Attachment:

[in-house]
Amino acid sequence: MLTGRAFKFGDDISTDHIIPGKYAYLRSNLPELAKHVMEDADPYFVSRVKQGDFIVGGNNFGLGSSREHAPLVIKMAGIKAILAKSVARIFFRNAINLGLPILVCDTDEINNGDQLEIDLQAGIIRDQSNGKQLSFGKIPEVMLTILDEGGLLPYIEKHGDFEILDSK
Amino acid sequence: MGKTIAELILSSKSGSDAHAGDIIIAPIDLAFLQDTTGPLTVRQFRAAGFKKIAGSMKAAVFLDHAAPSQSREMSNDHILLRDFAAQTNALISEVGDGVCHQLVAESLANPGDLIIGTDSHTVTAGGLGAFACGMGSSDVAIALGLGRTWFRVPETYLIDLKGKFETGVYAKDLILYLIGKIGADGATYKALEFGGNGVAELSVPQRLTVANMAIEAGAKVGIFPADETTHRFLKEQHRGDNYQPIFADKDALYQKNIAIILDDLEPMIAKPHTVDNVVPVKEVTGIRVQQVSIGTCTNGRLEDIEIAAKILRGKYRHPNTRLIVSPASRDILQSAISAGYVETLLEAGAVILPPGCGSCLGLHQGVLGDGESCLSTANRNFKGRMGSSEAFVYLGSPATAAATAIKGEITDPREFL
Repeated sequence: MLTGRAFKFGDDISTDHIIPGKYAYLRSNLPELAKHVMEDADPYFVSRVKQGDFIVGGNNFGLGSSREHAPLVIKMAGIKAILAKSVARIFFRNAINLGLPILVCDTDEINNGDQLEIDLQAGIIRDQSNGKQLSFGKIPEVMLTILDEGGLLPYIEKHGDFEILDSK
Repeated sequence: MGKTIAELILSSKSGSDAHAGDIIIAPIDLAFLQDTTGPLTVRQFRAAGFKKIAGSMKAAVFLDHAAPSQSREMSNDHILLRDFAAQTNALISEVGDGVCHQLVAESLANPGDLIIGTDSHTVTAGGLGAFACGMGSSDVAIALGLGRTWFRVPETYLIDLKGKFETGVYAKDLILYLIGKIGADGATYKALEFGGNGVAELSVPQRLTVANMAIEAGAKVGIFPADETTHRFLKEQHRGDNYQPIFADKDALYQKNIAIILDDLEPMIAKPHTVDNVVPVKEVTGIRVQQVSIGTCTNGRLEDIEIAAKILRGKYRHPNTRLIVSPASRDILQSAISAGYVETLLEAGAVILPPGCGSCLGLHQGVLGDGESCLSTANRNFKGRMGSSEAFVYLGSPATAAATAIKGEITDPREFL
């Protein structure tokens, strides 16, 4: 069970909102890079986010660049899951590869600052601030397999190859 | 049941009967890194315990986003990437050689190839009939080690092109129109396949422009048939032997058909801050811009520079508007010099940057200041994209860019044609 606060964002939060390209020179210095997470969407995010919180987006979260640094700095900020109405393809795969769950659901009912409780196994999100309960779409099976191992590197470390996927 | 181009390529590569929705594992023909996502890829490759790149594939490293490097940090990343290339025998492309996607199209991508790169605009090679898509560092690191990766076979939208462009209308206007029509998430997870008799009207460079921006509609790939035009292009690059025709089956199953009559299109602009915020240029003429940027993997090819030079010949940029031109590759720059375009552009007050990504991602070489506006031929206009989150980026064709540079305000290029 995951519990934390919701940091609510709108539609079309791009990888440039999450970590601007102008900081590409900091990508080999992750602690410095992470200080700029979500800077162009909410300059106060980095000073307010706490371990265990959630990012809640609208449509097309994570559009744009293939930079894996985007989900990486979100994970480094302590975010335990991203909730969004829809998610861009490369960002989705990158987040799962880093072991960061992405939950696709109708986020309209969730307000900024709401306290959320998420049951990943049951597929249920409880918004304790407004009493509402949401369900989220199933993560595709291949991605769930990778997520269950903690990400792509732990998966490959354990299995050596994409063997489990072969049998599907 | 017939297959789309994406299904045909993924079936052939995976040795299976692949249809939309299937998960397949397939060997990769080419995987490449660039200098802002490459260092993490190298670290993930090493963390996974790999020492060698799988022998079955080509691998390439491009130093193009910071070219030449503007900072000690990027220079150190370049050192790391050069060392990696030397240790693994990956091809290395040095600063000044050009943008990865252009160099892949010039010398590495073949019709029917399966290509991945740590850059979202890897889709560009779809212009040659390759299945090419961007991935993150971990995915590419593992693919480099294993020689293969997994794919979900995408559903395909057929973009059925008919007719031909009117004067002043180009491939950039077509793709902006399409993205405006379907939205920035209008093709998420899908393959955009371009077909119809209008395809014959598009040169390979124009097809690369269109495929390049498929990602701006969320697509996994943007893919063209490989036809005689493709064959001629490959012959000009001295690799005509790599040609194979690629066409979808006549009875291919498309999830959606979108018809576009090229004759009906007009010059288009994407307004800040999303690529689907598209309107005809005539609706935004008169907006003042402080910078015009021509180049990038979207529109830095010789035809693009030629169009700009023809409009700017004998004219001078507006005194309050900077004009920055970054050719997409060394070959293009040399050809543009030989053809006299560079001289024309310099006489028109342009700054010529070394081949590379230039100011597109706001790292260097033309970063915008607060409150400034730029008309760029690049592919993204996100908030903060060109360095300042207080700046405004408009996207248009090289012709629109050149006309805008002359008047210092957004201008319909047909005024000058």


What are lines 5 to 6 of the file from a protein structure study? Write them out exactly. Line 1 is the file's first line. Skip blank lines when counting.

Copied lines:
Repeated sequence: MGKTIAELILSSKSGSDAHAGDIIIAPIDLAFLQDTTGPLTVRQFRAAGFKKIAGSMKAAVFLDHAAPSQSREMSNDHILLRDFAAQTNALISEVGDGVCHQLVAESLANPGDLIIGTDSHTVTAGGLGAFACGMGSSDVAIALGLGRTWFRVPETYLIDLKGKFETGVYAKDLILYLIGKIGADGATYKALEFGGNGVAELSVPQRLTVANMAIEAGAKVGIFPADETTHRFLKEQHRGDNYQPIFADKDALYQKNIAIILDDLEPMIAKPHTVDNVVPVKEVTGIRVQQVSIGTCTNGRLEDIEIAAKILRGKYRHPNTRLIVSPASRDILQSAISAGYVETLLEAGAVILPPGCGSCLGLHQGVLGDGESCLSTANRNFKGRMGSSEAFVYLGSPATAAATAIKGEITDPREFL
């Protein structure tokens, strides 16, 4: 069970909102890079986010660049899951590869600052601030397999190859 | 049941009967890194315990986003990437050689190839009939080690092109129109396949422009048939032997058909801050811009520079508007010099940057200041994209860019044609 606060964002939060390209020179210095997470969407995010919180987006979260640094700095900020109405393809795969769950659901009912409780196994999100309960779409099976191992590197470390996927 | 181009390529590569929705594992023909996502890829490759790149594939490293490097940090990343290339025998492309996607199209991508790169605009090679898509560092690191990766076979939208462009209308206007029509998430997870008799009207460079921006509609790939035009292009690059025709089956199953009559299109602009915020240029003429940027993997090819030079010949940029031109590759720059375009552009007050990504991602070489506006031929206009989150980026064709540079305000290029 995951519990934390919701940091609510709108539609079309791009990888440039999450970590601007102008900081590409900091990508080999992750602690410095992470200080700029979500800077162009909410300059106060980095000073307010706490371990265990959630990012809640609208449509097309994570559009744009293939930079894996985007989900990486979100994970480094302590975010335990991203909730969004829809998610861009490369960002989705990158987040799962880093072991960061992405939950696709109708986020309209969730307000900024709401306290959320998420049951990943049951597929249920409880918004304790407004009493509402949401369900989220199933993560595709291949991605769930990778997520269950903690990400792509732990998966490959354990299995050596994409063997489990072969049998599907 | 017939297959789309994406299904045909993924079936052939995976040795299976692949249809939309299937998960397949397939060997990769080419995987490449660039200098802002490459260092993490190298670290993930090493963390996974790999020492060698799988022998079955080509691998390439491009130093193009910071070219030449503007900072000690990027220079150190370049050192790391050069060392990696030397240790693994990956091809290395040095600063000044050009943008990865252009160099892949010039010398590495073949019709029917399966290509991945740590850059979202890897889709560009779809212009040659390759299945090419961007991935993150971990995915590419593992693919480099294993020689293969997994794919979900995408559903395909057929973009059925008919007719031909009117004067002043180009491939950039077509793709902006399409993205405006379907939205920035209008093709998420899908393959955009371009077909119809209008395809014959598009040169390979124009097809690369269109495929390049498929990602701006969320697509996994943007893919063209490989036809005689493709064959001629490959012959000009001295690799005509790599040609194979690629066409979808006549009875291919498309999830959606979108018809576009090229004759009906007009010059288009994407307004800040999303690529689907598209309107005809005539609706935004008169907006003042402080910078015009021509180049990038979207529109830095010789035809693009030629169009700009023809409009700017004998004219001078507006005194309050900077004009920055970054050719997409060394070959293009040399050809543009030989053809006299560079001289024309310099006489028109342009700054010529070394081949590379230039100011597109706001790292260097033309970063915008607060409150400034730029008309760029690049592919993204996100908030903060060109360095300042207080700046405004408009996207248009090289012709629109050149006309805008002359008047210092957004201008319909047909005024000058």